The Girlfriend Game, stories by Nick Antosca

Word Riot Inc.: Kicking Small Press Into High Gear
Flash Fiction

Mistralismus by Dan Reiter

Dan Reiter

Dan Reiter is always working on something. His most recent offerings won The Florida Review Editor’s Award in fiction and Bartleby Snopes story of the month. A more bizarre piece is currently on display at Burrow Press Review. More of his sudden fiction is upcoming in Spork and other journals. He lives and dreams here:

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Flash Fiction

What the Father Would Have Said by Nancy Hightower

me aug

Nancy Hightower’s work has appeared in storySouth, Word Riot, Gargoyle, Red Fez, Prick of the Spindle, Prime Number Magazine and Big Muddy, and is forthcoming in A cappella Zoo. Her short story collection “Kinds of Leaving,” was shortlisted for the Flann O’Brien Award for Innovative Fiction, and Port Yonder press will publish her collection of poetry, The Acolyte. She currently reviews science fiction and fantasy for The Washington Post<.

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Flash Fiction

On Witnessing by Tracie Renée Dawson


Tracie Dawson is a first year MFA student at The University of South Carolina and her poetry can be found in Rabbit Catastrophe Review.

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Flash Fiction

Moira by Gary Moshimer

Our hotel in Italy hung on a cliff. There were steep steps to the beach, the stone worn by generations. It made me shiver. We were there for a month; our father had a windfall. I was eleven, and my sister Ivy was thirteen.

The sky was deep blue and the water green and the tide pool clear but alive with all kinds of life in every color. The local boys and girls were brown with dark hair streaked with gold. Their skin seemed to sparkle, as if forever engrained with sand, and all of them were beautiful.

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Flash Fiction

Heads of the Line by Lori Schafer


Lori Schafer’s flash fiction, short stories, and essays have appeared in numerous print and online publications, and she is currently at work on her third novel. Her memoir, On Hearing of My Mother’s Death Six Years After It Happened: A Daughter’s Memoir of Mental Illness, is being released in October 2014. You can find out more about Lori and her forthcoming projects by visiting her website at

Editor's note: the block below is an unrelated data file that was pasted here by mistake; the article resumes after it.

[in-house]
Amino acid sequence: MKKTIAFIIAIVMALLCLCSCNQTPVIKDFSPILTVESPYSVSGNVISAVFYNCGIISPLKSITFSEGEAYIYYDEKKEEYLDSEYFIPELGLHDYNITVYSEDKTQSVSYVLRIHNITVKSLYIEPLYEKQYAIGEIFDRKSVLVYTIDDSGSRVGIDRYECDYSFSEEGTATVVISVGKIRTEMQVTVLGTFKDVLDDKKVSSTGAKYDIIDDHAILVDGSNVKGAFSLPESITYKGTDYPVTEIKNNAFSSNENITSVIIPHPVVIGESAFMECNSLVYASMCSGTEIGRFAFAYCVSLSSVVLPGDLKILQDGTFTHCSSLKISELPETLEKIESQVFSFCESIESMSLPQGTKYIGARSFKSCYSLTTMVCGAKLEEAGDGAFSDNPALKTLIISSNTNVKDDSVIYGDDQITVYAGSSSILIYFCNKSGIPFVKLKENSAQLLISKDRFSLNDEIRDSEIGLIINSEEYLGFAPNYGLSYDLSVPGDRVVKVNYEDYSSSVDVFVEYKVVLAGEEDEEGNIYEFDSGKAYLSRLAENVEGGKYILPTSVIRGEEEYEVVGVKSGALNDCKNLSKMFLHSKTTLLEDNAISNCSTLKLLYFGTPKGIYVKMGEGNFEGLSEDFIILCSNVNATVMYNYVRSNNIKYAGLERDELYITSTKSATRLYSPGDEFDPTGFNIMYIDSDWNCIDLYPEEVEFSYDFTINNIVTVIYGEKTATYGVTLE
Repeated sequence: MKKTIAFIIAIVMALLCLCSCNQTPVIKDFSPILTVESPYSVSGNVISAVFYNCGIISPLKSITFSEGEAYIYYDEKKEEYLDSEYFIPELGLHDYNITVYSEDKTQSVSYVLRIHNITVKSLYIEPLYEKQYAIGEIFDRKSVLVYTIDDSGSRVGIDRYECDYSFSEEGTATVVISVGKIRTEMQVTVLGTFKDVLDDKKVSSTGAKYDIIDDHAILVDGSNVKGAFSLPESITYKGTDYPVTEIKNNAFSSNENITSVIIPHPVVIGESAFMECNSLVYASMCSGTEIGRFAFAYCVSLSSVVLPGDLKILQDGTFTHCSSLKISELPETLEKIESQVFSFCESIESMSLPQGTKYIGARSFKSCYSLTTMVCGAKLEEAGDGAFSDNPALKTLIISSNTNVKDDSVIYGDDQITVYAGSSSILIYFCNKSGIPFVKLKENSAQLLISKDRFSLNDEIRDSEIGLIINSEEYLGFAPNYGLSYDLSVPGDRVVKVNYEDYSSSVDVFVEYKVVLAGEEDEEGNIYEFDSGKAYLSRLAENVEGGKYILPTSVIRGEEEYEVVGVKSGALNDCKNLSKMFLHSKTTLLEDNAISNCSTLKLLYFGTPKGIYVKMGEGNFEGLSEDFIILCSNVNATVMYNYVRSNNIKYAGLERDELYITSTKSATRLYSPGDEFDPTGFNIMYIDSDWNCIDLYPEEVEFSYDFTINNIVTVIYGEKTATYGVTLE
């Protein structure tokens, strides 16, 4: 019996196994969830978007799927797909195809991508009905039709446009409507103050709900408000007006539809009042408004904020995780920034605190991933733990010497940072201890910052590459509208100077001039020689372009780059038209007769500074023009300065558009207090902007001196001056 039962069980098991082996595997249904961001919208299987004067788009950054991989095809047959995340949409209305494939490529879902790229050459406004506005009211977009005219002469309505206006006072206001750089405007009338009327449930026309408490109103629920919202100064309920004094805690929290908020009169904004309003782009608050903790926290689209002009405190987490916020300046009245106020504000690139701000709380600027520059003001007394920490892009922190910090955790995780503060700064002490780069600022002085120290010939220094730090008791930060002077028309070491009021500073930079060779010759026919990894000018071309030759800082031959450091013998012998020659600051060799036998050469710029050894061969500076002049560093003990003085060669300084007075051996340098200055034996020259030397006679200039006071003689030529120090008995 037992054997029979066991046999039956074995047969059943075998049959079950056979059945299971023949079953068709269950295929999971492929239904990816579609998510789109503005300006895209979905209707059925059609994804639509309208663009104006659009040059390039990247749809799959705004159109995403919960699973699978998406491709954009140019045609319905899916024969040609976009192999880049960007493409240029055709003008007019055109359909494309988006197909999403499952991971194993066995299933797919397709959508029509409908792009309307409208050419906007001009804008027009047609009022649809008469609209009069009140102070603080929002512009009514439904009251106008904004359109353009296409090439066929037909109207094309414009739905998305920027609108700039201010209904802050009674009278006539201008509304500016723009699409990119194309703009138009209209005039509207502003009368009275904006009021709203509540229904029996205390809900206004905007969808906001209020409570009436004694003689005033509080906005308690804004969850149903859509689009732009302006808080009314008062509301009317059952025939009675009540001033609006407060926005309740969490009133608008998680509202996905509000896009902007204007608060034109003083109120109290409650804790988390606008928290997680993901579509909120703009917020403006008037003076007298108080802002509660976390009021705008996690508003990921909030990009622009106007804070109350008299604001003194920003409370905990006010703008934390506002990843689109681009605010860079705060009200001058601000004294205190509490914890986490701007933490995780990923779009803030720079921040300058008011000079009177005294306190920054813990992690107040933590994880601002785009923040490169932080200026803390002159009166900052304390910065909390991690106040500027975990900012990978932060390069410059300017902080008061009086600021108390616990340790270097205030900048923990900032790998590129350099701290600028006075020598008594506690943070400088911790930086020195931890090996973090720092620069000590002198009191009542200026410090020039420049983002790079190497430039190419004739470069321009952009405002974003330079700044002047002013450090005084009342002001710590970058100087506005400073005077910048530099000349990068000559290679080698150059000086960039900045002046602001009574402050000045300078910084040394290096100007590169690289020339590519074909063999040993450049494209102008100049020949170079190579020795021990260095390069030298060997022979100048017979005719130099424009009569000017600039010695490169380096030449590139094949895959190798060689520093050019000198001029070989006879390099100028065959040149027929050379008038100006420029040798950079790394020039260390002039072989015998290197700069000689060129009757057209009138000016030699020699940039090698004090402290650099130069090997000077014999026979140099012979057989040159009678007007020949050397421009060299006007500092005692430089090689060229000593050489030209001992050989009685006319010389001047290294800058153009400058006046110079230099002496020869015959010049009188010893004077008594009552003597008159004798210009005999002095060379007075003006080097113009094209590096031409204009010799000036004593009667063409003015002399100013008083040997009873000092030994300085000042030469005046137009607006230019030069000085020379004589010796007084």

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Flash Fiction

Interior Design by Alaina Symanovich

We decide to name our daughters Lana and Kimiko. Lana will dance like you did, and Kimiko will run Cross Country like me. They both will write: Lana poetry, Kimiko fiction. We raise our eyebrows imagining what a handful Lana will be—poets, we tsk—and browse Lowes’ burnished nickel faucets, picturing them aflame with sunset instead of the whining fluorescents overhead. Through the window above the sample sink, I watch Lana pluck fireflies out of the sky, harvesting their light in apple-white palms. Kimiko dribbles a soccer ball barefoot, hair long and loose down her back. I joke that the kitchen

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Flash Fiction

No Whiskey at Your Republic by Hansang Lee


Hansang Lee is a native of Seoul, Korea, and is a graduate of the Iowa Writers’ Workshop. He thinks he is working on a collection of short stories, or something of that sort.

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Flash Fiction

Haymaker by Brendan Steffen


Brendan Steffen lives in Oxford, MS where is a fiction candidate at the University of Mississippi MFA program. He is co-editor of the Yalobusha Review.

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Flash Fiction

SCHOOL by Melissa Goodrich

Listen to a reading of “SCHOOL by Melissa Goodrich.

All of the boys in school are breaking their hands. They come in with casts with two fingers and a thumb sticking out. It hurts to grip the computer mouse. It doesn’t hurt to fall asleep on the keyboard. All of the boys are right-handed. All of the boys have pierced mouths. On the break-room door I find the note: “I am taking today off because the air smells like perfume.” And below, in smaller print: “I am taking today off because suddenly I am aware of every nerve in my

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Flash Fiction

Motor Magic by Steven Murray

S.Murray at Mic

Listen to a reading of “Motor Magic” by Steven Murray.

Because I wanted to believe that a man’s grasp of the deep mysteries of the internal combustion engine certified his command of the mysteries of maleness itself, I play-acted the role of the creator of those wheels, the individual who had somehow conjured it from a mass of metal on a garage floor in Elizabeth City, North Carolina. The machine was a mask, a charmed exoskeleton that protected me from thoughts about my inadequacies; my voice an extension of its glass packs’ throaty roar. I never felt the equal of

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